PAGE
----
There’s a story within the match about how Bret refused to sell a lot of Shawn’s work on his arm, which pissed Shawn off to the point of having the ref tell Bret to, “Get the fuck out of my ring.” To make it sting even more, Bret’s son is in the front row, happily singing along to Shawn’s theme song after the match.
It’s a shame how this show turned out, considering the roster they had to play with. On paper, it’s a top notch roster, but when you take a second look at it, a lot of the New Generation guys were on the way out and most of the Attitude Era talent have yet to get their footing. On the other hand, this point in WWF history did give us this.
Haha, that’s horrible.
#24) WRESTLEMANIA 8
Date: April 5, 1992
Era: Hogan Era
Location: Hoosier Dome in Indianapolis, Indiana
Notable Debuts: Ric Flair, Sid, Shane McMahon, Lex Luger, Tatanka, the Godfather (as Papa Shango)
Wrestlemania 8 is in the final days of the Hogan Era and it goes out with what I can easily say is the stupidest storyline of any Wrestlemania main event. Yes, even stupider than the Yokozuna/Bret Hart/Hogan garbage from Wrestlemania 9. It’s based on an angle where Hogan is the face and Sid Justice is his former friend who has turned on him based on Hogan vs. Flair being named the main event of the show. That’s how it’s supposed to look. Really, Hogan comes off as a gigantic douche throughout the angle prior to the heel turn by costing Sid the Royal Rumble out of spite and interrupting Sid’s face promos with his own face promos! Once Sid pushes back, suddenly he’s the bad guy. Hogan decides that the WWF Championship isn’t important and drops out of his match with Ric Flair because Sid left during a tag match. As if he hasn’t shit on the title enough, Hogan vs. Sid is the final match of the show, while Ric Flair and Randy “Sloppy Seconds” Savage are relegated to the halfway point.
Heh. “Sloppy Seconds”. That name still fits when you consider the Savage/Flair/Elizabeth storyline.
“The Purple Wrestlemania”, as I always thought of it as a kid, is the last one to have the kickass classic Wrestlemania theme that started with Wrestlemania 6. Vince gives us a hearty intro, accompanied by some of the ugliest and most 80’s images to hype up the double main event, even though it’s the 90’s! The Hoosier Dome definitely gives the show its own unique look to help stand out, which is nice, but the backstage segments are for the most part extremely lacking. The biggest non-wrestling segment involves the Legion of Doom coming out after the first match to do a promo about how they have their original manager Paul Ellering back. Their interview has them rail on the tag champs Money Incorporated in a way that completely ignores their title defense against the Natural Disasters and ultimately looks past them. To explain it better, it’s like they’re saying, “We’re going to defeat Money Inc. for the titles! Even though they have a match tonight against some guys who are the odds-on favorites, we’re going to be beating Money Inc. for the titles at some point! Just as long as Vince McMahon doesn’t give us a lame gimmick where our manager starts carrying around a ventriloquist dummy with him!”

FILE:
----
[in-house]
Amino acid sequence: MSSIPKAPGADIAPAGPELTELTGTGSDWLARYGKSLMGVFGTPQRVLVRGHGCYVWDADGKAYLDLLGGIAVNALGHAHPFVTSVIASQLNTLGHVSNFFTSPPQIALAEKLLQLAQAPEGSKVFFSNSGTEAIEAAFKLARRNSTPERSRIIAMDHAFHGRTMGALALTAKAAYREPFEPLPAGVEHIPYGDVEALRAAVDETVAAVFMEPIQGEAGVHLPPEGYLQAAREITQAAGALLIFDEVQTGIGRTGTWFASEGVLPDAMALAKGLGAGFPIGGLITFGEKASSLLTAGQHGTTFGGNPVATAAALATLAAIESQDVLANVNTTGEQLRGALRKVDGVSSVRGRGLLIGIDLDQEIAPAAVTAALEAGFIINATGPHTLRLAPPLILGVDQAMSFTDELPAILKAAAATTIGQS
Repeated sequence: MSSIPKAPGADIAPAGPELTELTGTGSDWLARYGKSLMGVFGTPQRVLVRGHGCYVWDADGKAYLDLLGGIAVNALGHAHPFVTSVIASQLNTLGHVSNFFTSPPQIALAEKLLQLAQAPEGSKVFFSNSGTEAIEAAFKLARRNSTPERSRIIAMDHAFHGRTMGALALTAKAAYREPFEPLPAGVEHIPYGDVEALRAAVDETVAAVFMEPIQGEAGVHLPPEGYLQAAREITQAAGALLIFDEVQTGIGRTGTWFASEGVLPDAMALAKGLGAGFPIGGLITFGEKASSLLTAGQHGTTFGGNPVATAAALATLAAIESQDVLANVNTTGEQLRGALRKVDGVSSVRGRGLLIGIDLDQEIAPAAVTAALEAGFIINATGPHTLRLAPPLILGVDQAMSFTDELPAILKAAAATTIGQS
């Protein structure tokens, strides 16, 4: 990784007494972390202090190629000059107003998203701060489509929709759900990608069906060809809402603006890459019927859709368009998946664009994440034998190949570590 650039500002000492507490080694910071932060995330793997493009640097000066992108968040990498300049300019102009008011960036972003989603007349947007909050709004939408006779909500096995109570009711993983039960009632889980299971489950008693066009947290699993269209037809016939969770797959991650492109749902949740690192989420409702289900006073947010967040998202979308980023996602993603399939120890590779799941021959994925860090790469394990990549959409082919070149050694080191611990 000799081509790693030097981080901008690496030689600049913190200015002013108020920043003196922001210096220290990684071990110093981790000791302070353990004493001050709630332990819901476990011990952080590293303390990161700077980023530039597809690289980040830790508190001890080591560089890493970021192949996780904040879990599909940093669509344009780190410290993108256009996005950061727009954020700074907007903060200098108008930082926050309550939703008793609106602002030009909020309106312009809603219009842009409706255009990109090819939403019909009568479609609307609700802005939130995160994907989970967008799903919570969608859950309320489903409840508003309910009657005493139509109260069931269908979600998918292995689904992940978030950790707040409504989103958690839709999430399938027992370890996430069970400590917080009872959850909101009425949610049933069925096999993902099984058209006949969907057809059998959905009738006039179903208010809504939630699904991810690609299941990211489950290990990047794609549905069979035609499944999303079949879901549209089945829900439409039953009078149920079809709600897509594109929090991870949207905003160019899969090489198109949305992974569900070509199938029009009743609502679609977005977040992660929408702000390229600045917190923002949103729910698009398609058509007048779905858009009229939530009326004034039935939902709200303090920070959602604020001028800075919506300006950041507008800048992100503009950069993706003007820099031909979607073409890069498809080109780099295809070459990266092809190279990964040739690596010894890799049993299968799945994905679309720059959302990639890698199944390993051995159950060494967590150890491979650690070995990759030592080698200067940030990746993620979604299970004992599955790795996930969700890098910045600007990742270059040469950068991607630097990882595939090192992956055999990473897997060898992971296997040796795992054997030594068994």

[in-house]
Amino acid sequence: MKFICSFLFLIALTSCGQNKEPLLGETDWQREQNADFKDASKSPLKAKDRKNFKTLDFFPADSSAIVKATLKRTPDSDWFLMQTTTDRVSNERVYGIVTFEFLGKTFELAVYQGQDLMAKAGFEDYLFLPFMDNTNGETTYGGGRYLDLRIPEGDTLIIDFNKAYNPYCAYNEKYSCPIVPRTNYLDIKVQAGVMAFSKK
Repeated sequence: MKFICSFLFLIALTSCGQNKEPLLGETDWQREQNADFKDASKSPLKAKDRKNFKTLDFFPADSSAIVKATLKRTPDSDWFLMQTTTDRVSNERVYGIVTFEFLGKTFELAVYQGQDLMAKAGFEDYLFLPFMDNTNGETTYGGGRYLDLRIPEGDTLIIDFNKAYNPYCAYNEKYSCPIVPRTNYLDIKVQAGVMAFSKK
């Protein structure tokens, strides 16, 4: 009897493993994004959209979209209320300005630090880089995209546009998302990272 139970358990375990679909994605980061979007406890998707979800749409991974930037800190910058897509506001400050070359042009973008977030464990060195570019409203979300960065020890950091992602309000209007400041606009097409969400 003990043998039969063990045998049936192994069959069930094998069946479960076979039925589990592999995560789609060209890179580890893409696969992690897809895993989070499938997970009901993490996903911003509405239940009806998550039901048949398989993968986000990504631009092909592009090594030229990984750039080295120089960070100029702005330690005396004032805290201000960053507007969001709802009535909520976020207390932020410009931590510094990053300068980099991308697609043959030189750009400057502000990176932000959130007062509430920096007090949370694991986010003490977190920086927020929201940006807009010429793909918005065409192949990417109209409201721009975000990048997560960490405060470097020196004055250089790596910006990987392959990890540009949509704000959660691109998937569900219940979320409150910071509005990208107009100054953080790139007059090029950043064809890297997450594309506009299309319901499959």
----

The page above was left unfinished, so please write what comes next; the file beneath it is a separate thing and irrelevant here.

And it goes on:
Speaking of dummies, they choose to interview Brutus Beefcake backstage for the Hogan/Sid match even though Beefcake has very little reason to. He has no role in the match and the only connection is that he’s Hogan’s friend and Sid busted up his Barber Shop set. It’s more that they have nothing for him and give him an excuse to go on TV. That isn’t nearly as bad as Bobby Heenan interviewing Lex Luger via satellite. Lex isn’t there to promote wrestling, but the World Bodybuilding Federation. Or is it World Bodybuilding Entertainment now?
Not to say that there isn’t some good. Jake Roberts delivers, where he refers to giving Paul Bearer a DDT as, “Short ride; rough landing.” Randy Savage’s post-match interview is really good, though he starts to go completely off the rails at the end. Roddy Piper and Bret Hart have an interview together that makes for a perfect preview of their match, as Piper talks about Bret growing up while tossing in various insults here and there until Bret has had enough. But the best? The Mountie, Repo Man and the Nasty Boys doing the promo of the century. I can’t do it justice, but it involves the Mountie saying he’s met up with “a local po-lice” and everyone acting like they’re completely coked up. How is this not on YouTube?